Figure 13-6: B 6.0 form upgraded to a .NET form
If you examine the code behind the form, you will note some extra code in the initialization code that you would not normally find in a form that is generated by the .NET Windows Forms Designer. It appears to be related to the difference in the way VB 6.0 forms are initialized as opposed to WinForms initialization. Also, VB 6.0 forms could be instantiated directly. In Visual Basic .NET you have to instantiate an instance of a form instead of the form itself.
Even the code modules would be a frustrating exercise to convert manually. The upgrade tool seems to run for an inordinate length of time, but it is doing a lot of work that would take you a lot longer if you did it manually.
If you are upgrading a large application using the Migration Wizard, you may encounter hundreds of errors, especially if you have made many separate references to some nonexistent object such as the Printer object.When the caption of the Task List shows "102 Errors", that may not represent all of the errors. The Task List will only show 102 errors at one time.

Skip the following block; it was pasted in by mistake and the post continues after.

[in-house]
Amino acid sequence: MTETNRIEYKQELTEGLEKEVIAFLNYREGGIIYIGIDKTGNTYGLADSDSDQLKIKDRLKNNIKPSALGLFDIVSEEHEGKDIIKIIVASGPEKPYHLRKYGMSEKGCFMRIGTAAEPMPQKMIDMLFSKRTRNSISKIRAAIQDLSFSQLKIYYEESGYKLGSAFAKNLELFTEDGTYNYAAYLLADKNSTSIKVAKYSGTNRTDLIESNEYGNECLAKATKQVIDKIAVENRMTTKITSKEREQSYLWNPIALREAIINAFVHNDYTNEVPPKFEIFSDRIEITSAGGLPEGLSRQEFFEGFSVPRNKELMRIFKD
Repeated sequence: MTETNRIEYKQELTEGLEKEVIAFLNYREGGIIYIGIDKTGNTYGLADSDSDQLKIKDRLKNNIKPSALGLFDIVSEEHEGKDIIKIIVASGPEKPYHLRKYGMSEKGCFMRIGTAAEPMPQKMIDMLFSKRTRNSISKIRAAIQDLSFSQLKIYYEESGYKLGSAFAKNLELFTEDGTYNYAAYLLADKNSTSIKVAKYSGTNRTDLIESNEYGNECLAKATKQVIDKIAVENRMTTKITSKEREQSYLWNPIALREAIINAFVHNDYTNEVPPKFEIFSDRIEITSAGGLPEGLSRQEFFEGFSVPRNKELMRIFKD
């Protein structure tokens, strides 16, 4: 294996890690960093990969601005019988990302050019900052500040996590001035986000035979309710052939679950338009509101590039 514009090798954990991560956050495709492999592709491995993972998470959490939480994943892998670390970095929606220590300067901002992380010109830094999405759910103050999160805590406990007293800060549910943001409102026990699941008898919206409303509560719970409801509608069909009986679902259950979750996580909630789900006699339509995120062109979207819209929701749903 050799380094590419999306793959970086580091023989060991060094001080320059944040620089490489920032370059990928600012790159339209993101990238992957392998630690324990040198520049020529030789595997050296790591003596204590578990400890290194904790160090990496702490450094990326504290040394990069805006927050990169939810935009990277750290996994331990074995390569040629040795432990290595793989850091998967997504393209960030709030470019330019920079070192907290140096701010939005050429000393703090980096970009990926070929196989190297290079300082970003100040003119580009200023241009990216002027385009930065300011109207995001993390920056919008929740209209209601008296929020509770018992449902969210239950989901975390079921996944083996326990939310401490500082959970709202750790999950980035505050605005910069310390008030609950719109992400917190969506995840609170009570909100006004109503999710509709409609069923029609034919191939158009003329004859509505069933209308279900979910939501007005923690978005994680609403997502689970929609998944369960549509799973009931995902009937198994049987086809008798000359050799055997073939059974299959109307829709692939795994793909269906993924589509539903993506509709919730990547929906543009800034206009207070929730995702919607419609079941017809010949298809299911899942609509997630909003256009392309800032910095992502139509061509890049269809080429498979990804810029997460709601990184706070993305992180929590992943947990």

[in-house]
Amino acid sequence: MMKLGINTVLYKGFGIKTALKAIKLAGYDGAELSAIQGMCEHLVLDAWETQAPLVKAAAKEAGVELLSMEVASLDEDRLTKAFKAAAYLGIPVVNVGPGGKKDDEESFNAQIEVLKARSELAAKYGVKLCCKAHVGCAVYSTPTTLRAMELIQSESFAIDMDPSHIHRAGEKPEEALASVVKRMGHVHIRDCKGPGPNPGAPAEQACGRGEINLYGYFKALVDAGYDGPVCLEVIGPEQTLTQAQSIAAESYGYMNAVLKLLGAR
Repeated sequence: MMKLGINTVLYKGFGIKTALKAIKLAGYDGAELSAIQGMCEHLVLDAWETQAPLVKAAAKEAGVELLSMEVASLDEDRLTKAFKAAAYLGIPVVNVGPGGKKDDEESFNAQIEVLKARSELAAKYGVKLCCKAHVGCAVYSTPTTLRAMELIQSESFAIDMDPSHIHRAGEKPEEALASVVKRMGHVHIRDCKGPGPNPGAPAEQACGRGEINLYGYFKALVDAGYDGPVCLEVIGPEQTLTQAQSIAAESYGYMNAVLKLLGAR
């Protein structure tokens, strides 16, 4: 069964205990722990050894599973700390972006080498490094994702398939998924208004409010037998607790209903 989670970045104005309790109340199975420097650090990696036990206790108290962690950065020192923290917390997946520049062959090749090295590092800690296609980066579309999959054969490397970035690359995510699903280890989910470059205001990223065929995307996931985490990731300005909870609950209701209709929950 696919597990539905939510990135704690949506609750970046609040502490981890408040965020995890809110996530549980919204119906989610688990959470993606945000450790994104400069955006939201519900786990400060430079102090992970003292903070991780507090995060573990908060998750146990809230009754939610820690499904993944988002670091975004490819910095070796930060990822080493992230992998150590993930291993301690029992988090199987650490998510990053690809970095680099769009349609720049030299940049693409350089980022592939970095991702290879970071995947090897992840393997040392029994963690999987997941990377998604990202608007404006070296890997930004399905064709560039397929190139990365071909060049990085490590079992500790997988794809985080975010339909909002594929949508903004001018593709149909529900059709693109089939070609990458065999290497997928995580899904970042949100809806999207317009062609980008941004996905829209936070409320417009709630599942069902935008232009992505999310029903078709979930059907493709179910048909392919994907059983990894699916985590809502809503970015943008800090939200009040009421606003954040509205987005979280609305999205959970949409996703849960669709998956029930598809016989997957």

Because you have to move to the new extensibility model, IDTExtensibility2, you should use the Add-in Wizard to create the basic add-in framework, or Connect class. The methods, parameters, Imports, and Implements are all different in a.NET extensibility Connect class than in a VB 6.0 upgraded Connect class. Also, in using the wizard, you will not have to worry about any of the registration issues.
After you have the Connect class, it is a fairly simple matter to copy the code modules and forms from your upgraded add-in to your new add-in framework created by the wizard. Basically, you are replacing the upgraded VB 6.0 Connect class with a new .NET Connect class. But my recommendation is to copy all of the files from the upgraded add-in to a new directory where you have created the new add-in with the wizard. You can then go to the Windows Explorer, select all of the files that you want to add to the new add-in project, and drag and drop them on the project folder in the Visual Studio .NET IDE. They will be automatically added to the project.